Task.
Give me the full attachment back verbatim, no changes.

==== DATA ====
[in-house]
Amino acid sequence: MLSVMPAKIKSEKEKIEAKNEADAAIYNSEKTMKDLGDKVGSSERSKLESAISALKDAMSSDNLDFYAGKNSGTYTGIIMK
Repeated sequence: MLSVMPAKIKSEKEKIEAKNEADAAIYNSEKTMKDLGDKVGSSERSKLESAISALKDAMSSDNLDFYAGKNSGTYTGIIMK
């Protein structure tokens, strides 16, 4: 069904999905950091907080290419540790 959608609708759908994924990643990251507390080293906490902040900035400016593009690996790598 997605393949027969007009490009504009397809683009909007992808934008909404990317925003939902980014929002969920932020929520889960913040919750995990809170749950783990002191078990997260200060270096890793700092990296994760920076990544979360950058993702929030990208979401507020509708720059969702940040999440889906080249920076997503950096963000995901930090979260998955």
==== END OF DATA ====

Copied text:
[in-house]
Amino acid sequence: MLSVMPAKIKSEKEKIEAKNEADAAIYNSEKTMKDLGDKVGSSERSKLESAISALKDAMSSDNLDFYAGKNSGTYTGIIMK
Repeated sequence: MLSVMPAKIKSEKEKIEAKNEADAAIYNSEKTMKDLGDKVGSSERSKLESAISALKDAMSSDNLDFYAGKNSGTYTGIIMK
């Protein structure tokens, strides 16, 4: 069904999905950091907080290419540790 959608609708759908994924990643990251507390080293906490902040900035400016593009690996790598 997605393949027969007009490009504009397809683009909007992808934008909404990317925003939902980014929002969920932020929520889960913040919750995990809170749950783990002191078990997260200060270096890793700092990296994760920076990544979360950058993702929030990208979401507020509708720059969702940040999440889906080249920076997503950096963000995901930090979260998955």